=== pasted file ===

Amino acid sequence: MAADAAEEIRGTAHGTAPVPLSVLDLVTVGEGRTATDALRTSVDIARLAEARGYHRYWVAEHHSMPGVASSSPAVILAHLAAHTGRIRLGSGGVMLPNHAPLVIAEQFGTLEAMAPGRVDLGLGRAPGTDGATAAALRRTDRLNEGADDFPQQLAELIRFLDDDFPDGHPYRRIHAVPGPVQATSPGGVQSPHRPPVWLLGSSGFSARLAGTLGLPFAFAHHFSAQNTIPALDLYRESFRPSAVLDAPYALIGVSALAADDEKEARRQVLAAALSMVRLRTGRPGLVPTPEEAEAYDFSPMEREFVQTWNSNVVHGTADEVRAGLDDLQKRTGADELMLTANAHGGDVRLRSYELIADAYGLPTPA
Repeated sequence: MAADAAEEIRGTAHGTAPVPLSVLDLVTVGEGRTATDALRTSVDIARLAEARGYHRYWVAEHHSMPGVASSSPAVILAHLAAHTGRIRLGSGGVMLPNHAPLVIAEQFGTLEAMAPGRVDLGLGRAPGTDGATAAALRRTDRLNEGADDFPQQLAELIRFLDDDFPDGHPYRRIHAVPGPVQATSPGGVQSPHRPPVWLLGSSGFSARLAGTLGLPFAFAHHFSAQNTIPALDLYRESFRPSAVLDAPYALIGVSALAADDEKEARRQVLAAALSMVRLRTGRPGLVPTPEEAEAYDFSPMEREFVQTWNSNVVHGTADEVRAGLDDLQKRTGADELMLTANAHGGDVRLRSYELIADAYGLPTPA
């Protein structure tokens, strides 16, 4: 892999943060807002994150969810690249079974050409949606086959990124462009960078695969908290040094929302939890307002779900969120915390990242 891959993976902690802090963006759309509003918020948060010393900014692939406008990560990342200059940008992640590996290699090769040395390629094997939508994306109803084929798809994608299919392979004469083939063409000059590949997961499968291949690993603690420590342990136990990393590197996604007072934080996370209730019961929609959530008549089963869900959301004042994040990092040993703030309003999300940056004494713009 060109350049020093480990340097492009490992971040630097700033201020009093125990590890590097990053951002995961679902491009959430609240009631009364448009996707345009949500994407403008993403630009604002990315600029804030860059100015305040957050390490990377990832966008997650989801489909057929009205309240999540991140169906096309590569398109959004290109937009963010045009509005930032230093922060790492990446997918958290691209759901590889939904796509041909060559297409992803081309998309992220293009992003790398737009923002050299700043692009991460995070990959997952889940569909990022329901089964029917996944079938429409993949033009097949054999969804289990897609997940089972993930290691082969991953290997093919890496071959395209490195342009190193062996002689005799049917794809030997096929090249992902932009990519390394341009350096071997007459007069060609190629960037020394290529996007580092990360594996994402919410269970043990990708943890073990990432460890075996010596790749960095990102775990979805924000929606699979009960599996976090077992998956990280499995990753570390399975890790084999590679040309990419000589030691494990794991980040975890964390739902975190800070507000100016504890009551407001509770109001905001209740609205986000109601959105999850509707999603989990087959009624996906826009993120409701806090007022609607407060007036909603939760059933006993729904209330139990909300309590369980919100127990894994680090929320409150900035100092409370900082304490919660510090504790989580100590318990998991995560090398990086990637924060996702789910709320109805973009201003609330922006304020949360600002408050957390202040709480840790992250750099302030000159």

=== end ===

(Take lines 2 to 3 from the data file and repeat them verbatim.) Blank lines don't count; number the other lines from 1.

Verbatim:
Repeated sequence: MAADAAEEIRGTAHGTAPVPLSVLDLVTVGEGRTATDALRTSVDIARLAEARGYHRYWVAEHHSMPGVASSSPAVILAHLAAHTGRIRLGSGGVMLPNHAPLVIAEQFGTLEAMAPGRVDLGLGRAPGTDGATAAALRRTDRLNEGADDFPQQLAELIRFLDDDFPDGHPYRRIHAVPGPVQATSPGGVQSPHRPPVWLLGSSGFSARLAGTLGLPFAFAHHFSAQNTIPALDLYRESFRPSAVLDAPYALIGVSALAADDEKEARRQVLAAALSMVRLRTGRPGLVPTPEEAEAYDFSPMEREFVQTWNSNVVHGTADEVRAGLDDLQKRTGADELMLTANAHGGDVRLRSYELIADAYGLPTPA
């Protein structure tokens, strides 16, 4: 892999943060807002994150969810690249079974050409949606086959990124462009960078695969908290040094929302939890307002779900969120915390990242 891959993976902690802090963006759309509003918020948060010393900014692939406008990560990342200059940008992640590996290699090769040395390629094997939508994306109803084929798809994608299919392979004469083939063409000059590949997961499968291949690993603690420590342990136990990393590197996604007072934080996370209730019961929609959530008549089963869900959301004042994040990092040993703030309003999300940056004494713009 060109350049020093480990340097492009490992971040630097700033201020009093125990590890590097990053951002995961679902491009959430609240009631009364448009996707345009949500994407403008993403630009604002990315600029804030860059100015305040957050390490990377990832966008997650989801489909057929009205309240999540991140169906096309590569398109959004290109937009963010045009509005930032230093922060790492990446997918958290691209759901590889939904796509041909060559297409992803081309998309992220293009992003790398737009923002050299700043692009991460995070990959997952889940569909990022329901089964029917996944079938429409993949033009097949054999969804289990897609997940089972993930290691082969991953290997093919890496071959395209490195342009190193062996002689005799049917794809030997096929090249992902932009990519390394341009350096071997007459007069060609190629960037020394290529996007580092990360594996994402919410269970043990990708943890073990990432460890075996010596790749960095990102775990979805924000929606699979009960599996976090077992998956990280499995990753570390399975890790084999590679040309990419000589030691494990794991980040975890964390739902975190800070507000100016504890009551407001509770109001905001209740609205986000109601959105999850509707999603989990087959009624996906826009993120409701806090007022609607407060007036909603939760059933006993729904209330139990909300309590369980919100127990894994680090929320409150900035100092409370900082304490919660510090504790989580100590318990998991995560090398990086990637924060996702789910709320109805973009201003609330922006304020949360600002408050957390202040709480840790992250750099302030000159």